According to National Diabetes Statistics Report, almost 10 percent of US population has diabetes. What is more alarming is that about 30 percent of those with diabetes do not even know that they are carrying the disease.
What is Diabetes?
One of the normal blood tests measures your blood sugar level to see if you have rising blood sugar or you are already diabetic. There are three different tests available to measure blood sugar and to diagnose diabetes.
The most common test is called FPG ( fasting blood glucose). This test is done after you have not eaten anything for at least 8 hours and is generally administered early morning before breakfast. Normally your test value should be less than 100. If it is between 100 to 125, then it is considered prediabetes ( we will see later on). And if your value is more than 125, then you are diabetic.
Another test is called A1C, which is used to measure an average of blood glucose level for the past 2 or 3 months. Normal value is less than 5.7. The value between 5.7 and 6.4 indicates prediabetes and a value higher than 6.5 confirms diabetes.
The third test to check rising blood sugar levels is called OGTT (Oral Glucose Tolerance Test). The normal value is less than 140. Prediabetes values are between 140 to 199 and a value higher than 200 indicates diabetes.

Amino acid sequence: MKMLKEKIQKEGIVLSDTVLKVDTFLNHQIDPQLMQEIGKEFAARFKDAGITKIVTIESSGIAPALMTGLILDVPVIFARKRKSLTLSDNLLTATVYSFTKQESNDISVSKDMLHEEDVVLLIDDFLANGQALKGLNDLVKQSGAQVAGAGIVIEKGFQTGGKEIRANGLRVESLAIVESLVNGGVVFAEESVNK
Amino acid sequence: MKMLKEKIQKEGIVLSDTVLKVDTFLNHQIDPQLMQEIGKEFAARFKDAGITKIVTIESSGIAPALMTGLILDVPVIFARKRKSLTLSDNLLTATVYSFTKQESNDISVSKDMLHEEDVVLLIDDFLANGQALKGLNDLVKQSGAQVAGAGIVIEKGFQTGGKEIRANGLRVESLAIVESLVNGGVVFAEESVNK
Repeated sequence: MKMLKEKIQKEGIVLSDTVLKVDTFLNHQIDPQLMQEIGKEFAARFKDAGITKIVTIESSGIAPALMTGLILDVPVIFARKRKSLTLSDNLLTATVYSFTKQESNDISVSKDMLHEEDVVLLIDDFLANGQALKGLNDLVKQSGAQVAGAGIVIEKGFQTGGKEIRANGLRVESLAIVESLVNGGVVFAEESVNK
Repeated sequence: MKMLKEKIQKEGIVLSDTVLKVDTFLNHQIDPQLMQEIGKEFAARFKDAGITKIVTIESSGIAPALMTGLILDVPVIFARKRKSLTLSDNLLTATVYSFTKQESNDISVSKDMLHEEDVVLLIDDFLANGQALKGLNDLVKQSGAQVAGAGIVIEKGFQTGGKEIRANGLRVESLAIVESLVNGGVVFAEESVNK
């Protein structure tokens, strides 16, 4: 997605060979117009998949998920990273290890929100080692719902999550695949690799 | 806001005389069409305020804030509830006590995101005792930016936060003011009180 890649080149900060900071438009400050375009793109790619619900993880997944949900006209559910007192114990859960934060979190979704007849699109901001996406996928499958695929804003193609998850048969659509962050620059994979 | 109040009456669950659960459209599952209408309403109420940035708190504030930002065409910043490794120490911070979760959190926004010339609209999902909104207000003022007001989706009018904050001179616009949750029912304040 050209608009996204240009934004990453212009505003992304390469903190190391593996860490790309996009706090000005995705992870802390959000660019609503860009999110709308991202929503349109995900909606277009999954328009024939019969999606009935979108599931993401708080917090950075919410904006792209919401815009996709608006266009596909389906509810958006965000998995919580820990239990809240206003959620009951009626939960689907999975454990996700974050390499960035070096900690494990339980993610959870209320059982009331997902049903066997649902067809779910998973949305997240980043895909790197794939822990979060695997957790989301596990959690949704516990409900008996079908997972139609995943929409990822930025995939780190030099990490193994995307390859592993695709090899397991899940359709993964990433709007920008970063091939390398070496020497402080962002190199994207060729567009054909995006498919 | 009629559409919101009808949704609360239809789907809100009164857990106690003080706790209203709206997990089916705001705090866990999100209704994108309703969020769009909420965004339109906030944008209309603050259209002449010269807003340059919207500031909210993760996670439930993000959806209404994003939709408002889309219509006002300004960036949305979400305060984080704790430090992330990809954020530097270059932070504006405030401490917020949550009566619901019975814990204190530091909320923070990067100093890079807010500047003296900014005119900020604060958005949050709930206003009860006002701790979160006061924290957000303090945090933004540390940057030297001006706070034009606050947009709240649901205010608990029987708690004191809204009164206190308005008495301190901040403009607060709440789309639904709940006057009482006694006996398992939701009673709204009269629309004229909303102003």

What is Prediabetes?
When your blood sugar levels are higher than normal but still not classified as diabetes levels, then you are having prediabetes. It is just a classification which indicates that you are at high risk of developing diabetes, though you still do not have it. Prediabetes does not necessarily mean that you will develop diabetes in future, but certainly rising blood sugar levels put you at higher risk for diabetes.
Basics of Blood Sugar
When we eat food, it is converted into calories in the form of sugar and released in the blood stream. Our pancreas then releases an important hormone called insulin which helps with absorption of this glucose or sugar into body cells where it is used as energy.
A rising blood sugar level indicates that there is something wrong with the body metabolism. And it is at this stage that you can still reverse the process by introducing life-style changes.
Risks Factors for Diabetes
Here are some of the risk factors for rising blood sugar levels:
- You are overweight ( your BMI is 35 or higher)
- You follow a sedentary lifestyle
- Diabetes runs in the family
- You have high blood cholesterol or high blood pressure
- You are aged 45 or higher
How to Lower Rising Blood Sugar
Research has shown that if you are overweight (about 75 or more pounds over the healthy weight), then losing about 7 percent of your weight and introducing 30 minutes of moderate physical activity for 5 days a week will decrease your risk of developing diabetes by half.
Apart from that also eat a lot of vegetables and shift to whole grain food. Use radishes, carrots and other similar foods for snacks. Either start diet beverages or limit your sweetened drinks to a maximum of one per day. And replace desserts with fresh fruit.
By doing these, you will be able to reverse prediabetes and will see your rising blood sugar levels going down again.